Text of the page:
As I preach to others about the need to take climate change and environmental degradation seriously, I have this tingling feeling in the back of my head that I must preface my words by saying, “I’m far from perfect.”


I am  one who both glares at cars as I walk—if they cut me off at a crossing—and drives aggressively as I sit behind the wheel.

I try to buy local and organic but also sometimes forget my cloth reusable bag and am forced to tell the grocery store employee that, yes, plastic would be fine.

And though I work in Boonville and could save money and the environment by living in the city as well, I chose to live in Columbia because the locales, parks and people are familiar and comfortable.

As I preach to others about the need to take climate change and environmental degradation seriously, I have this tingling feeling in the back of my head that I must preface my words by saying, “I’m far from perfect.”

Last week, I stood outside my apartment, more comfortable than in past years during an unseasonably warm November, and thought about how we ensure our planet’s safe future while still sometimes forgetting to turn off the bathroom light.

Representatives from countries around the world sit right now at a United Nations conference in sunny Cancun, Mexico discussing agreements centered around lowering carbon emissions. A year after an underwhelming climate change convention in Copenhagen, the United States chief climate change negotiator Todd Stern spoke at the conference about the pressing need for action.

“Anyone who says that any of these issues is too difficult or should be put off for another day is not trying hard enough,” he said. “None of these issues is too difficult for us and none of them should be put off.”

Agreed, and I hope his words are sincere and prove meaningful because I don’t think the problems of the planet can be left solely to the individual.

For the same reasons that financial regulation and healthcare reform are so difficult, an ever watchful eye on the profit margin, corporations will not take large enough steps on their own, without government regulation, to scale down their environmental pollution.

The trickle down to the consumer is that the average person—more so during these difficult economic times—will opt for the cheaper item rather than the one that a local farmer grew without pesticides. Or in the case of those with the financial means, for the sports utility vehicle rather than the hybrid car.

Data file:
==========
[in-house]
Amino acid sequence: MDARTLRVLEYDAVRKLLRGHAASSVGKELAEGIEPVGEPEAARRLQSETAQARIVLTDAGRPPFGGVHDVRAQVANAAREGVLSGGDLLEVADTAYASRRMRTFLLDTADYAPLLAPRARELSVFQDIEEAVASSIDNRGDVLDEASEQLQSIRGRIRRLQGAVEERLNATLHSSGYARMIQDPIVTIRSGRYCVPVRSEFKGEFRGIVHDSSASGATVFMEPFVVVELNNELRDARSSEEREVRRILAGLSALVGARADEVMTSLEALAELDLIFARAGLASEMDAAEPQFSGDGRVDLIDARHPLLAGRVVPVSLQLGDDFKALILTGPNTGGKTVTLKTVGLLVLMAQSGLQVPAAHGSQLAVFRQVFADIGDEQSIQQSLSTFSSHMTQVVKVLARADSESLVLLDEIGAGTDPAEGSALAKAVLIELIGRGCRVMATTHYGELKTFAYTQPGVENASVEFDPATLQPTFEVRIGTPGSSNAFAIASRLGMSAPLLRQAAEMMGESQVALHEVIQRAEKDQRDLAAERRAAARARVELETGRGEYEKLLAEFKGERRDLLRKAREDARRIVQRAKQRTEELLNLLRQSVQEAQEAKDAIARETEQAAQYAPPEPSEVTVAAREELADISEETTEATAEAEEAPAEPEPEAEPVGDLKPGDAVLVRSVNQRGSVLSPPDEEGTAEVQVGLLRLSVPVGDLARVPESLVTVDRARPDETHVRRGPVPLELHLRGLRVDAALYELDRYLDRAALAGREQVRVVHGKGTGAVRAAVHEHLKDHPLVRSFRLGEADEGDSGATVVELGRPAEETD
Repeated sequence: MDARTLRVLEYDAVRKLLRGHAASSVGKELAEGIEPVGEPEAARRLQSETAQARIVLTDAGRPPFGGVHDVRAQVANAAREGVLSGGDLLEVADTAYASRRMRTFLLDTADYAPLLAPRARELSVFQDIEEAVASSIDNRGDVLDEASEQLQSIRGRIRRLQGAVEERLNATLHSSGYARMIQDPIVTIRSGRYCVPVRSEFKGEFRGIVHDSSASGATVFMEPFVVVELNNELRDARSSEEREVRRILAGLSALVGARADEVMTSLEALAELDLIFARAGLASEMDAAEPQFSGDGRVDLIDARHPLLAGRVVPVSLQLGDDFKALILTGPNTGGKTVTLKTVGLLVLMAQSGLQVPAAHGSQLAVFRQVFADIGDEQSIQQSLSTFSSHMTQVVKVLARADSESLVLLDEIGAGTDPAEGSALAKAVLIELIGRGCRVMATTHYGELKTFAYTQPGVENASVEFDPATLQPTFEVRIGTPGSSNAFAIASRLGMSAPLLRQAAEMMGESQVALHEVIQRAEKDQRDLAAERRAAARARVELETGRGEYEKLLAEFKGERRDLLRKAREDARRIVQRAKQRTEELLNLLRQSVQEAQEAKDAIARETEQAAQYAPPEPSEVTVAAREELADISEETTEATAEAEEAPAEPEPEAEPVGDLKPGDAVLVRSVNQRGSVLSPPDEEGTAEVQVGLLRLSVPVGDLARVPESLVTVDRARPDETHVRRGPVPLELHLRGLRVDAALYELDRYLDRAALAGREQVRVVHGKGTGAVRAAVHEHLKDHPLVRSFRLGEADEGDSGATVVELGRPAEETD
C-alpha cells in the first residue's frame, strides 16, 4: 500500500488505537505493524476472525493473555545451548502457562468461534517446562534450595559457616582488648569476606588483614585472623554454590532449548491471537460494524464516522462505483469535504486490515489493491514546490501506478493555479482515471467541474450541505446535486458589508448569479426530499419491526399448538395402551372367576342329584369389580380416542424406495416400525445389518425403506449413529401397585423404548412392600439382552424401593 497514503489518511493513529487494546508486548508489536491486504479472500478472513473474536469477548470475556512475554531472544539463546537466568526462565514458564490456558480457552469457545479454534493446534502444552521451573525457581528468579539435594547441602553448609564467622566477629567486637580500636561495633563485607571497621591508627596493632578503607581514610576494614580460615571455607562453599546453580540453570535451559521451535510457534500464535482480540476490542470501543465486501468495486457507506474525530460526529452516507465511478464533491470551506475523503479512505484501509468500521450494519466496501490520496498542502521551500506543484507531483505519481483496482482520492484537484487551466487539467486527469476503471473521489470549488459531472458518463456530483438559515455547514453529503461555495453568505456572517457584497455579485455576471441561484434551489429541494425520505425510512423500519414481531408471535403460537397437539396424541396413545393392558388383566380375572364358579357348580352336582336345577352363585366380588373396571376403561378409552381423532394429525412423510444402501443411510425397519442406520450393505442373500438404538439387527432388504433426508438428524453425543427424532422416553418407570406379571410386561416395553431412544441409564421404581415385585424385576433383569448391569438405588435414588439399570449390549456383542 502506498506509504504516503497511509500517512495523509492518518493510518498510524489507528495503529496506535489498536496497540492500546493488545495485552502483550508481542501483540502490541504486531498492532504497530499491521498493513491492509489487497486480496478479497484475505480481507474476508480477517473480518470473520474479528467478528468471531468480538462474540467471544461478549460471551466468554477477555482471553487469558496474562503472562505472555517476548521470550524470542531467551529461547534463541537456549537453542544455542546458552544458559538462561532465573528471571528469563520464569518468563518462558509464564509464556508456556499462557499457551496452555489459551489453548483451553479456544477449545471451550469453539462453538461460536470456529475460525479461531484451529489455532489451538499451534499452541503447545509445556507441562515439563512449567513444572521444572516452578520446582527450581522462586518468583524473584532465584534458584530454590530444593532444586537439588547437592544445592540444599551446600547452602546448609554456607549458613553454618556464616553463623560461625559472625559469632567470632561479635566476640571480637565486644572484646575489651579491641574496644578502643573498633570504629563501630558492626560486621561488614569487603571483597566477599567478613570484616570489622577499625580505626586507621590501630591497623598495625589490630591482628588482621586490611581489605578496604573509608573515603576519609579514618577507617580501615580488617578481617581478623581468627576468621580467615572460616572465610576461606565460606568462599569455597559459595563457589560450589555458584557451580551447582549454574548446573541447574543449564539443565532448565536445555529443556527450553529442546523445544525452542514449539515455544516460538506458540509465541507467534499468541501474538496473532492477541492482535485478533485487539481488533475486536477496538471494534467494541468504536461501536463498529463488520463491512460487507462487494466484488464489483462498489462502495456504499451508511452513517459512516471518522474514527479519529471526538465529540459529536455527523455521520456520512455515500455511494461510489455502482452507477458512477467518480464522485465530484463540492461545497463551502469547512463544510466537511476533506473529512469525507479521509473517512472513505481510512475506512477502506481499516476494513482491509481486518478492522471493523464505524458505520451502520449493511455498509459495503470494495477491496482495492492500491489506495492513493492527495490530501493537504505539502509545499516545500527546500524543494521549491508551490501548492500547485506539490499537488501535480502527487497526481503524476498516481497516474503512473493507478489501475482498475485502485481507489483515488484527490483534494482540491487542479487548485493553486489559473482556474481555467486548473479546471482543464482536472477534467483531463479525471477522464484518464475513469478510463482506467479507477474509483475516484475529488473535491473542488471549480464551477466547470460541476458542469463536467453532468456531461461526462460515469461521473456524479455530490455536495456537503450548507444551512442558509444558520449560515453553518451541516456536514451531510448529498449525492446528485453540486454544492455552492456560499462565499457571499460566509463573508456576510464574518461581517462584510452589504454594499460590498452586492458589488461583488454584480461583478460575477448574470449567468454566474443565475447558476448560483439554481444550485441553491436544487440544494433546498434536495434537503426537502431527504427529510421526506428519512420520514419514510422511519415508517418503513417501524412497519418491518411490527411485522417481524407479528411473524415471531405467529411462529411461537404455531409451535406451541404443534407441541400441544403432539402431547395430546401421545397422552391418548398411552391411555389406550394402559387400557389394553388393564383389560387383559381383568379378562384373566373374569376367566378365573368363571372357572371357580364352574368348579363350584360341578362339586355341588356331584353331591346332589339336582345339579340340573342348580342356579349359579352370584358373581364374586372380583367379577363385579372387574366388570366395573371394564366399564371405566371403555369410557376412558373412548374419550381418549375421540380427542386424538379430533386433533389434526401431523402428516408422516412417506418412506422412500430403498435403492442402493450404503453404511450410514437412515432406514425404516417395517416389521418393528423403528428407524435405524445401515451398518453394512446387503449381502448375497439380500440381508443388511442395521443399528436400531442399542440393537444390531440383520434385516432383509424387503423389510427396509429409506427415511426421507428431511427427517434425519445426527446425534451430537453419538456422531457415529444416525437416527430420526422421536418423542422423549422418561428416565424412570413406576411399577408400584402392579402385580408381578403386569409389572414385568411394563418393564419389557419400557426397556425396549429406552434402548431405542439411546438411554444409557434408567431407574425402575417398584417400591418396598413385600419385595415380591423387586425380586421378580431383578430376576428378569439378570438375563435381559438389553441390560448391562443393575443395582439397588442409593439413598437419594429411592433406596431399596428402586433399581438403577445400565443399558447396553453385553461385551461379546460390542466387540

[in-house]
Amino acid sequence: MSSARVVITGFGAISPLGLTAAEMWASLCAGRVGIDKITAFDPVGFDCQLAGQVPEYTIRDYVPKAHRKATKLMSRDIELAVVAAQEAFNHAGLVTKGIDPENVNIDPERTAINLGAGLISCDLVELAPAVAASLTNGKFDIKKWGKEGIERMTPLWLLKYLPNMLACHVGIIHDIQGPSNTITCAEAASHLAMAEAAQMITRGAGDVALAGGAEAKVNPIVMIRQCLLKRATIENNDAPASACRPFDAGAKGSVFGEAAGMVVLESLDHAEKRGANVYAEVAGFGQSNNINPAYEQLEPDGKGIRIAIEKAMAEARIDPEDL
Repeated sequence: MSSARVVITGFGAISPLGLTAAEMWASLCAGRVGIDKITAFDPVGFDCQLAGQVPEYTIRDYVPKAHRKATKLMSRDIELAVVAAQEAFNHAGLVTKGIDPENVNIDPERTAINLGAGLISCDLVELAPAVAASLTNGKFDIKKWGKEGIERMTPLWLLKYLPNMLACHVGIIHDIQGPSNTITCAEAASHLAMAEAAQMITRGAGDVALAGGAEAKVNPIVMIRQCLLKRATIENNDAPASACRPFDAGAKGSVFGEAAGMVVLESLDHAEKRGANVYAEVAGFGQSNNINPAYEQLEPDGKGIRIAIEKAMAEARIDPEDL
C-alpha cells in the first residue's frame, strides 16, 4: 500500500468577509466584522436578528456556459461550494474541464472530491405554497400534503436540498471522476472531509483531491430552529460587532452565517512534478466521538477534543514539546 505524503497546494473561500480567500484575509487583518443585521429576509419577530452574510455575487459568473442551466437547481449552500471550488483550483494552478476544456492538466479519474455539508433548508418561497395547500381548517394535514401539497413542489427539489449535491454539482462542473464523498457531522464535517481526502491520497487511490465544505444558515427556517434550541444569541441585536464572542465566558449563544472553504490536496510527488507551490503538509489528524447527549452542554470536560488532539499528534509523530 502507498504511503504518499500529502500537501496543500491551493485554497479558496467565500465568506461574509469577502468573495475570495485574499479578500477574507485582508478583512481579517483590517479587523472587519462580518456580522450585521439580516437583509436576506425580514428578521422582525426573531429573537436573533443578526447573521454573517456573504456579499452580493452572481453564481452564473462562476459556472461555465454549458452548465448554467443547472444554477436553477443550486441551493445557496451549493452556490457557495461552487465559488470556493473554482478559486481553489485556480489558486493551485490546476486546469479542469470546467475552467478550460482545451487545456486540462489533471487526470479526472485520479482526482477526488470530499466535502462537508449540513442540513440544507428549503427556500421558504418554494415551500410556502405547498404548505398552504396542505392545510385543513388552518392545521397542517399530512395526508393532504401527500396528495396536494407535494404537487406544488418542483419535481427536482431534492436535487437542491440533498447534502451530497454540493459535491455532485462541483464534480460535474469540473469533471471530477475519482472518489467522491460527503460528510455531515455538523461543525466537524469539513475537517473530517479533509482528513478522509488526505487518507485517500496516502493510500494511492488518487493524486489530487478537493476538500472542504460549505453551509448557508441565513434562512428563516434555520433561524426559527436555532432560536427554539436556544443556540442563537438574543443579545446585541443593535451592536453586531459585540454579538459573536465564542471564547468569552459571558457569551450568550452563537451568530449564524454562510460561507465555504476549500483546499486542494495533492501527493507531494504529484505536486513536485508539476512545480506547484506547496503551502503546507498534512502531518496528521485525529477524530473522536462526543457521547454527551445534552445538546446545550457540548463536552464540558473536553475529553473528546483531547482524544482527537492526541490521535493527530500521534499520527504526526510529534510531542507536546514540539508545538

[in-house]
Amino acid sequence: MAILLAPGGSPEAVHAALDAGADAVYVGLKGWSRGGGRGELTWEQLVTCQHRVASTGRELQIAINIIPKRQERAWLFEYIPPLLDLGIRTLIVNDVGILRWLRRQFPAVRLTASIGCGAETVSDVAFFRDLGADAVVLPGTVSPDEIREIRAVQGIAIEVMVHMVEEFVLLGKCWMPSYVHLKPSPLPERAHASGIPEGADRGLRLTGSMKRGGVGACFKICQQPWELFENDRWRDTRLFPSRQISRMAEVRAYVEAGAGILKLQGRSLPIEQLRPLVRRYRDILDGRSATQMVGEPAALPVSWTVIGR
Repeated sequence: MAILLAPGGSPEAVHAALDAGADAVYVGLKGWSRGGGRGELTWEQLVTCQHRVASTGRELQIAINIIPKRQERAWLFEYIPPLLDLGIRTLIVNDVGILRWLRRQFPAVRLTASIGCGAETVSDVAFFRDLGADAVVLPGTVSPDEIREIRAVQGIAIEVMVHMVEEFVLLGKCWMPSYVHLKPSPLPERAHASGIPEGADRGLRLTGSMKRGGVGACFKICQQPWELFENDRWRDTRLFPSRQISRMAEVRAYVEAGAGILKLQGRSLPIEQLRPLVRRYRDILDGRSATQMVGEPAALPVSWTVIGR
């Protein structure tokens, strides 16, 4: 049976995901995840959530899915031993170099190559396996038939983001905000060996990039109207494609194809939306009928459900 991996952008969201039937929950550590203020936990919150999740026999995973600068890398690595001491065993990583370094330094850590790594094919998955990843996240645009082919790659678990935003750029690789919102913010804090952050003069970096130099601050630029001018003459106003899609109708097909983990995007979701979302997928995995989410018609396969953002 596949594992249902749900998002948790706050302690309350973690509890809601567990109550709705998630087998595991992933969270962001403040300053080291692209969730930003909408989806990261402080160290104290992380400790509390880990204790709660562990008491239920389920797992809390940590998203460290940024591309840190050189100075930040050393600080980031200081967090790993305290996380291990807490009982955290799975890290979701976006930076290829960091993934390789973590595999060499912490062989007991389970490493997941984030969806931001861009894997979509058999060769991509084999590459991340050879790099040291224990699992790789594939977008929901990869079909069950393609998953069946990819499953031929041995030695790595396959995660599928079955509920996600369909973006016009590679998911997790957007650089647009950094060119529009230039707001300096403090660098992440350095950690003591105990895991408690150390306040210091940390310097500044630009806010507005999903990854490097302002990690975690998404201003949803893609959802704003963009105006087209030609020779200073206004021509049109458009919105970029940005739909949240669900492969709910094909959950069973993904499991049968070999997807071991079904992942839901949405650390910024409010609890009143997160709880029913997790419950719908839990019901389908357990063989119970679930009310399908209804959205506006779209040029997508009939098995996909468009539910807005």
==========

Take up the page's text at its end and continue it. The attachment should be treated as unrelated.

The government must put incentives into the marketplace to encourage corporations, local businesses and consumers to invest in green.

That’s not likely to happen though with the incoming Republican majority in the U.S. House. Rep. Dana Rohrabacher of California  advocated for his appointment to lead the House Science Committee last week by saying he would use the position as a “bully pulpit” to denounce “phony science.”

Michael Steel, spokesman for soon-to-be House Majority Leader John Boehner, said the Republicans planned on   eliminating the House Select Committee on Energy Independence and Global Warming, which speaker Nancy Pelosi created in 2007 to push for caps on carbon emissions.

It’s difficult to negotiate on an issue when the leaders of one side don’t view it as a problem.
The political pressure does not exist for these Republican politicians because there is still a large chunk of America who based on their religious beliefs, scant scientific data or just ignorance, don’t think that climate change is a  problematic, human driven phenomenon.

So what are we to do? Unfortunately, we can’t wait and see. Those of us who are concerned will continue to turn the thermostat down in the winter while hoping someone turns the heat up on Washington. That’s a scary thought for people like myself who no longer look the same way at sunshine in December.

Contact news and online editor Eric Berger by calling 882-5335 or e-mailing eric@boonville
dailynews.com.